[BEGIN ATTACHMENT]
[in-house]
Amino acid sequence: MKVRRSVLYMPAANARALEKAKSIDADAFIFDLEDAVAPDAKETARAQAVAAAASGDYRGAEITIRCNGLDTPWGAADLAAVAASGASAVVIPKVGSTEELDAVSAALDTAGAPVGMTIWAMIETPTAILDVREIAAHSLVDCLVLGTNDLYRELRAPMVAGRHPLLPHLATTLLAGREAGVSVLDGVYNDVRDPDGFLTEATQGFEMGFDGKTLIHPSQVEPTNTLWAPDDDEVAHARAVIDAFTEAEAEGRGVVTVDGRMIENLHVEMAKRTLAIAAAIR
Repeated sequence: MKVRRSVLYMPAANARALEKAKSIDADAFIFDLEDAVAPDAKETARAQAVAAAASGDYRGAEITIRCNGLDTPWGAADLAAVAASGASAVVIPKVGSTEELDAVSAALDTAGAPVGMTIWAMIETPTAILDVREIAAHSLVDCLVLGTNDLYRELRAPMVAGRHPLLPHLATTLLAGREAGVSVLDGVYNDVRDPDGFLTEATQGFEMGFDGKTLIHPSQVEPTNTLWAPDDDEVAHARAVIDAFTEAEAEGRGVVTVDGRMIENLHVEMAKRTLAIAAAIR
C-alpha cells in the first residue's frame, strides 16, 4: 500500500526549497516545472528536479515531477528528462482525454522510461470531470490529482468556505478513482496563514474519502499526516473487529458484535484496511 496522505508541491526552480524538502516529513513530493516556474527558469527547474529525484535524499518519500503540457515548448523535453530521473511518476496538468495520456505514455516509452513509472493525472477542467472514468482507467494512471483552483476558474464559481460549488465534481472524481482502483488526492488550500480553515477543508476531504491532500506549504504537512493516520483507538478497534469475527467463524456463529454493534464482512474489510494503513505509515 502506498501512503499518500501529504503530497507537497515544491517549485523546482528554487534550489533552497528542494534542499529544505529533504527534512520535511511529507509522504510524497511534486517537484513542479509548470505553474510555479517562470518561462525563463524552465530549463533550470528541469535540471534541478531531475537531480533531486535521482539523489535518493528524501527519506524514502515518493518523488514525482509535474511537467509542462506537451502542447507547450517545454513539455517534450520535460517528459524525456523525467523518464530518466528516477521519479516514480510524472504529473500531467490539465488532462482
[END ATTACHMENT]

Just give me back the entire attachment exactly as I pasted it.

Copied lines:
[in-house]
Amino acid sequence: MKVRRSVLYMPAANARALEKAKSIDADAFIFDLEDAVAPDAKETARAQAVAAAASGDYRGAEITIRCNGLDTPWGAADLAAVAASGASAVVIPKVGSTEELDAVSAALDTAGAPVGMTIWAMIETPTAILDVREIAAHSLVDCLVLGTNDLYRELRAPMVAGRHPLLPHLATTLLAGREAGVSVLDGVYNDVRDPDGFLTEATQGFEMGFDGKTLIHPSQVEPTNTLWAPDDDEVAHARAVIDAFTEAEAEGRGVVTVDGRMIENLHVEMAKRTLAIAAAIR
Repeated sequence: MKVRRSVLYMPAANARALEKAKSIDADAFIFDLEDAVAPDAKETARAQAVAAAASGDYRGAEITIRCNGLDTPWGAADLAAVAASGASAVVIPKVGSTEELDAVSAALDTAGAPVGMTIWAMIETPTAILDVREIAAHSLVDCLVLGTNDLYRELRAPMVAGRHPLLPHLATTLLAGREAGVSVLDGVYNDVRDPDGFLTEATQGFEMGFDGKTLIHPSQVEPTNTLWAPDDDEVAHARAVIDAFTEAEAEGRGVVTVDGRMIENLHVEMAKRTLAIAAAIR
C-alpha cells in the first residue's frame, strides 16, 4: 500500500526549497516545472528536479515531477528528462482525454522510461470531470490529482468556505478513482496563514474519502499526516473487529458484535484496511 496522505508541491526552480524538502516529513513530493516556474527558469527547474529525484535524499518519500503540457515548448523535453530521473511518476496538468495520456505514455516509452513509472493525472477542467472514468482507467494512471483552483476558474464559481460549488465534481472524481482502483488526492488550500480553515477543508476531504491532500506549504504537512493516520483507538478497534469475527467463524456463529454493534464482512474489510494503513505509515 502506498501512503499518500501529504503530497507537497515544491517549485523546482528554487534550489533552497528542494534542499529544505529533504527534512520535511511529507509522504510524497511534486517537484513542479509548470505553474510555479517562470518561462525563463524552465530549463533550470528541469535540471534541478531531475537531480533531486535521482539523489535518493528524501527519506524514502515518493518523488514525482509535474511537467509542462506537451502542447507547450517545454513539455517534450520535460517528459524525456523525467523518464530518466528516477521519479516514480510524472504529473500531467490539465488532462482